Siegfried Wiessner

Professor of Law
Director of the Graduate Program in Intercultural Human Rights

J.D. (Equivalent), University of Tübingen, Germany, 1977
LL.M., Yale University, 1983
Dr.iur., University of Tübingen, Germany, 1989

Professor Dr. iur. Siegfried Wiessner is a Professor of Law at St. Thomas University School of Law and the Founder and Director of its LL.M. and J.S.D. Program in Intercultural Human Rights. He also is the Founder and Faculty Advisor to its Intercultural Human Rights Law Review and the Susan J. Ferrell Intercultural Human Rights Moot Court Competition. He passed the First and the Second State Examination in Law in Germany in 1977 and 1981, respectively, and he earned the Master of Laws (LL.M.) degree from the Yale Law School in 1983 and his Doctorate in Law (Dr. iur.) from the University of Tübingen in 1989. He is the Editor-in-Chief of Martinus Nijhoff’s Studies in Intercultural Human Rights. From 1997 to 2000, he was a Lecturer at the UN/UNITAR International Law Fellowship Program. In October 2009 and November 2010, he served as Visiting Professor of Law at the City University of Hong Kong. In fall 2009, he was a Fernand Braudel Senior Fellow at the European University Institute in Florence, Italy. From 2007 to 2010, he was a member of the Executive Council of The American Society of International Law. From 2008 to 2012, he served as the Chair of the International Law Association’s Committee on the Rights of Indigenous Peoples.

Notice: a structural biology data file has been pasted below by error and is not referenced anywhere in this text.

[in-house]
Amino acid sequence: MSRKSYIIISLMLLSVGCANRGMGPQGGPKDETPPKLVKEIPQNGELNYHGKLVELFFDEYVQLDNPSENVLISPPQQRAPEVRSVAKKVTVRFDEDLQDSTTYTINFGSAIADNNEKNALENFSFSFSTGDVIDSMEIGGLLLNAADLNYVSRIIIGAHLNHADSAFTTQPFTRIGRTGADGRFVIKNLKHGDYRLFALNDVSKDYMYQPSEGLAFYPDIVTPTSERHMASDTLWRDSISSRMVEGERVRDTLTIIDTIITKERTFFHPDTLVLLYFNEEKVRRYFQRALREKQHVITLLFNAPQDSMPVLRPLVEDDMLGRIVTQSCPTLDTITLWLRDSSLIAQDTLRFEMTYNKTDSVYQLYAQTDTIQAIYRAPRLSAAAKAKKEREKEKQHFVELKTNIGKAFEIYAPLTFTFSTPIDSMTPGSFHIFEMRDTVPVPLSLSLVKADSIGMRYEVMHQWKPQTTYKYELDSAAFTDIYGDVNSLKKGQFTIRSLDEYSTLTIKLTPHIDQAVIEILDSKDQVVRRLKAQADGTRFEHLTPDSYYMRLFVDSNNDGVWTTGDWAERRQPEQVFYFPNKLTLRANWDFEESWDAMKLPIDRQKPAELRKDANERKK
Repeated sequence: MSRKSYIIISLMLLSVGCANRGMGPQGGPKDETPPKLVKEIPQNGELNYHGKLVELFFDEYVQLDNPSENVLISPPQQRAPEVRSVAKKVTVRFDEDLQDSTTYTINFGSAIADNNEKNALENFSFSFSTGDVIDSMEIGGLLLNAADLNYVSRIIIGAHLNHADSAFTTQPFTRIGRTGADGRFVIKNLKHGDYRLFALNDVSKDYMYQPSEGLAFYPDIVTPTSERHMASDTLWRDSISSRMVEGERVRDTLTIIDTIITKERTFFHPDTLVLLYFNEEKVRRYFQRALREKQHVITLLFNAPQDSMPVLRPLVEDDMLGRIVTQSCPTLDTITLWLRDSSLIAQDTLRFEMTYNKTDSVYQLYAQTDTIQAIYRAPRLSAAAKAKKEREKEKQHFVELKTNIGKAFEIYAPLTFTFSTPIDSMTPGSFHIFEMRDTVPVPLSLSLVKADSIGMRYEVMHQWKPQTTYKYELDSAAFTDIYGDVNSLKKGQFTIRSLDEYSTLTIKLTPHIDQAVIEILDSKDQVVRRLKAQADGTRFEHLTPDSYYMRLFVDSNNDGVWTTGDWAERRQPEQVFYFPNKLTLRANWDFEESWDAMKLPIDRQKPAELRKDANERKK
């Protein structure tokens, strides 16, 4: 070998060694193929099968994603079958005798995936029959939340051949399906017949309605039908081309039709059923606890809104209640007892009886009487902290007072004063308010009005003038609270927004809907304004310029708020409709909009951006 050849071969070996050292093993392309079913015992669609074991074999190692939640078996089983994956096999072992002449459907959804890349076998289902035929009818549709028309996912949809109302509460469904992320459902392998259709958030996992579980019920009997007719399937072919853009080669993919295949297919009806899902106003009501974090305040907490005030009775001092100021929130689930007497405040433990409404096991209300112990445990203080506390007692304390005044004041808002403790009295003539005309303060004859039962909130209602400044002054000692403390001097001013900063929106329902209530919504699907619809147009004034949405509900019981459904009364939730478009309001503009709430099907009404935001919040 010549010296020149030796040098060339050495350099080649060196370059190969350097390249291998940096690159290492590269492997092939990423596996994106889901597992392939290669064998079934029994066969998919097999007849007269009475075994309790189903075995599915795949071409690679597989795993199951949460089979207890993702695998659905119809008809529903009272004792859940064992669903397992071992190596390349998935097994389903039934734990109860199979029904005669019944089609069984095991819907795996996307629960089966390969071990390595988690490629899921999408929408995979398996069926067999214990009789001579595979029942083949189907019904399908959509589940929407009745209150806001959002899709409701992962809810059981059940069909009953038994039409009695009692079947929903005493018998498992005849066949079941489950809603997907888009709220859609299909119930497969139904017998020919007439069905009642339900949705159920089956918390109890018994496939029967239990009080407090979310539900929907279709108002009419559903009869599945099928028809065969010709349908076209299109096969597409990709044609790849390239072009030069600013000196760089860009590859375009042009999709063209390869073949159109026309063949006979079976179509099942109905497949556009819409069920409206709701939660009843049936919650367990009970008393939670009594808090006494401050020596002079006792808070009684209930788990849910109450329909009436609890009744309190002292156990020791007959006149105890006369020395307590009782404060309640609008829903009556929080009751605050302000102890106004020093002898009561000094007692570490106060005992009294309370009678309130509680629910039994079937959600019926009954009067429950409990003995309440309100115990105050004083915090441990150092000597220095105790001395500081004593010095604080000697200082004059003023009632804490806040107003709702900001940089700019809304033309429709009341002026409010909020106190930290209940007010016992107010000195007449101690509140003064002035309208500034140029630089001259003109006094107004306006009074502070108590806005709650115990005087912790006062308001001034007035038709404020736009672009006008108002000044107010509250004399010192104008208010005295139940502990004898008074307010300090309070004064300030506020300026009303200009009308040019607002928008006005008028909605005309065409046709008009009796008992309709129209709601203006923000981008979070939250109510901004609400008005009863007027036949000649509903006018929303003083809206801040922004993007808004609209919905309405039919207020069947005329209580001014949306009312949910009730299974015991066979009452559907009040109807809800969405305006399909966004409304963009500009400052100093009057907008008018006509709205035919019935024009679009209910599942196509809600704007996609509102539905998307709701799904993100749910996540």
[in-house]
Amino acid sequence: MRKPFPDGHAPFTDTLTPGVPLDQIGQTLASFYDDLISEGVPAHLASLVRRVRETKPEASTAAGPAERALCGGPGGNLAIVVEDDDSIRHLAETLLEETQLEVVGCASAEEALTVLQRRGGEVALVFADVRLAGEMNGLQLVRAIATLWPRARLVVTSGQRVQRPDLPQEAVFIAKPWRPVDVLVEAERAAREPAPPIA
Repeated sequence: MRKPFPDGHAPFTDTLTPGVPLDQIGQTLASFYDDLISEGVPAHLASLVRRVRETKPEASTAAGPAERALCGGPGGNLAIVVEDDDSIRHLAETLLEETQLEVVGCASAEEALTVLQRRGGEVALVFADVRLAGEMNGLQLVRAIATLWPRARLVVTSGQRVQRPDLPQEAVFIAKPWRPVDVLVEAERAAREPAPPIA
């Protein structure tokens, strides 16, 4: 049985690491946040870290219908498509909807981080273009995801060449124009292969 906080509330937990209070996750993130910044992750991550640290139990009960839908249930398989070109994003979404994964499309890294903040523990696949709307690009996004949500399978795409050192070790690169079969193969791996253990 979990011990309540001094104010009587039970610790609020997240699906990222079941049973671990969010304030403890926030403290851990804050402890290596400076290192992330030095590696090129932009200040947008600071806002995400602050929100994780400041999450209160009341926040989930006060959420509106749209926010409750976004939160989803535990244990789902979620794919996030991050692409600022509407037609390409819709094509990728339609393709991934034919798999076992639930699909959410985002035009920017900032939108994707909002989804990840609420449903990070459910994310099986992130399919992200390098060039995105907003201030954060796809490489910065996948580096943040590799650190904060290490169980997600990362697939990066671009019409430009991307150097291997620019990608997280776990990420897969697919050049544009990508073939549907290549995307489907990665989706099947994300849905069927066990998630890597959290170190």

Professor Wiessner teaches U.S. Constitutional Law and International Law. He is the author of a number of books and articles in the fields of constitutional law, international law, human rights, the law of indigenous peoples, the law of armed conflict, arbitration, space law and refugee law. In 1989, he published a book on the function of nationality, and he is the co-author, with Michael Reisman of the Yale Law School, of a leading casebook on international law, International Law in Contemporary Perspective (2004). Developing Yale’s distinctive problem- and policy-oriented approach to law, he applied it to issues of mass atrocities as well as conflicts over the allocation of resources. In addition, Professor Wiessner made the initial argument, laid out in the Harvard Human Rights Journal in 1999, that customary international law protects indigenous peoples’ rights to land, their cultural traditions, and self-government. As Chair of the International Law Association’s Committee on the Rights of Indigenous Peoples he led 30 experts from around the globe to a thorough review of this position, culminating in the organization’s approval of Resolution No. 5/2012[10] confirming those rights to their lands, culture and autonomy at its meeting in Sofia, Bulgaria in August 2012.

On March 14, 2013, Professor Wiessner received the Law Professor of the Year Award by the humanitarian organization Lawyers to the Rescue.

You may download Professor Wiessner's CV here.